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Mental Illnesses

Cellular disharmony

More than 300 genetic and functional alterations are now associated with schizophrenia

Mental fragmentation, one of the signs of schizophrenia

LOUISE WILLIAMS/SCIENCE PHOTO LIBRARY Mental fragmentation, one of the signs of schizophreniaLOUISE WILLIAMS/SCIENCE PHOTO LIBRARY

In 1911, Swiss psychiatrist Eugen Bleuler shook the thinking of his day when he proposed the term “schizophrenia” to designate mental illnesses characterized by acute difficulties in structuring thought and establishing emotional ties. For Bleuler, emotional fragility lay at the origin of schizophrenia, until then seen as a problem caused by biology alone. Since these ideas were put forward, the explanation for how and why schizophrenia appears has gone through other changes. After swinging between extremes, opinions today – one hundred years later – seem to have found a middle ground that reconciles the psychological and biological views. It is believed that this illness, present in 1% of the population, is the result of the improper development – and thus improper functioning – of brain cells, aggravated or ameliorated by an individual’s emotional characteristics or by social and environmental factors. There are now indications that the processing of blood sugar is altered in schizophrenia, which may be why diabetes is more common among schizophrenics than the rest of the population.

Brazilian researchers working both at home and abroad are taking part in this conceptual revision by analyzing gene activity and protein production in different areas of the brain and other parts of the body. Their identification of alterations in brain cell structure and function has contributed to a more comprehensive understanding of the origin of schizophrenia. In conjunction with work by foreign groups, these findings make it ever more apparent that, as with other mental illnesses, a number of biological factors influence susceptibility to schizophrenia and development of this disease, which leaves people feeling a deep emotional void and provokes delirium and hallucinations. And as research advances, more elements emerge.

Psychiatrist Wagner Farid Gattaz, of the University of São Paulo (USP), and his group have detected some 300 genetic changes that may jeopardize brain performance and characterize schizophrenia; 25% of these genes are tied to the production of energy and 20%, to cell growth. “These data make our understanding of schizophrenia more realistic,” states Gattaz.

Perhaps the identification of so many biological factors should have been expected. The severity of schizophrenia varies, with clinical signs ranging from disorganized thinking, the conviction that the schizophrenic is being persecuted, and visual and auditory hallucinations to complete paralysis (catatonia). Many things can go wrong from the time the cells that will make up the brain start forming in the embryo to the moment they become specialized in, for example, conveying and storing information, as neurons do. Genetic alterations inherited from parents or occurring by chance – in combination with social factors, like migration, or environmental factors, such as violence and abuse suffered during childhood – can interfere with the production of the proteins that are essential to the proper functioning of neurons and other cells that form the brain and other central nervous system organs.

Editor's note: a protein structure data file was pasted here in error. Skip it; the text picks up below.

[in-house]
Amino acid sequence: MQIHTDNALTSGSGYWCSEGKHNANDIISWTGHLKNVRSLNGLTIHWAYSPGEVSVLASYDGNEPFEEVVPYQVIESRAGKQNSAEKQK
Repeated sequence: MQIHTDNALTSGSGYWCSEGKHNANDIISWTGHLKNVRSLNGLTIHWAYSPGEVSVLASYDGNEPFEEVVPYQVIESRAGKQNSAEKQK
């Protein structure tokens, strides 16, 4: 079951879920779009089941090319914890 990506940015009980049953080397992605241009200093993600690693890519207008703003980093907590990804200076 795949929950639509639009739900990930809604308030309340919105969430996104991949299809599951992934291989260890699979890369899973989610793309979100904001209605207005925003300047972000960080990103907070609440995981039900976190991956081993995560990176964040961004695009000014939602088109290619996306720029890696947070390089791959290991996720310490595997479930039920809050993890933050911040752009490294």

One difference between the brain cells of healthy people and those of schizophrenics is the consistency of the outer neuronal membrane, made up of a double layer of lipids. While working at Gattaz’s laboratory, German researcher Gunter Eckert performed postmortem analysis of the malleability of neural membranes in schizophrenics and non-schizophrenics. The surface of cells in the prefrontal cortex, the area that coordinates rational thought and whose functioning is altered in schizophrenia, was more fluid than normal. “Increased membrane fluidity may alter cell function,” explains Evelin Schaeffer, psychopharmacologist on Gattaz’s team.

038-041_esquizofrenia_esp50This finding helps to explain some anatomical and physiological changes recently observed in imaging tests on the brains of schizophrenics. And it seems to derive from an effect observed nearly 30 years ago by Gattaz when he was doing his doctorate at Heidelberg University in Germany. At that time he ascertained that the phospholipase A2 enzyme, responsible for recycling membrane lipids, is more active than normal in the neurons of schizophrenics. Phospholipase hyperactivity can alter membrane composition and help to make it more flexible, thereby allowing it to hold a higher concentration of D2 receptors, a protein that draws the chemical messenger dopamine from the extracellular medium.

This result favors the oldest and most widespread hypothesis for explaining the clinical signs of schizophrenia, according to which apathy and dulled emotions or psychotic breaks are the result of alterations in dopamine levels in the space between cells, which disrupt communication between neurons. Excess intercellular dopamine, which schizophrenia drugs try to reverse, is thought to decrease the activity of brain regions like the prefrontal cortex, located at the very front of the brain, just above the eyes, responsible for complex thought, verbal expression and decision making.

There is growing evidence that it is not just information transfer from cell to cell that is jeopardized in schizophrenia. Cell function is apparently compromised too, according to the proteomic studies of biologist Daniel Martins-de-Souza, currently at the Max Planck Institute of Psychiatry in Germany. Martins-de-Souza compared the brain function of schizophrenics and non-schizophrenics and ascertained that some brain regions associated with the disease apparently do not correctly process blood sugar, the brain’s prime energy source. “Proteomics allows us not only to see what is different in protein production, but also how [the proteins] act together to affect related biochemical pathways,” he says.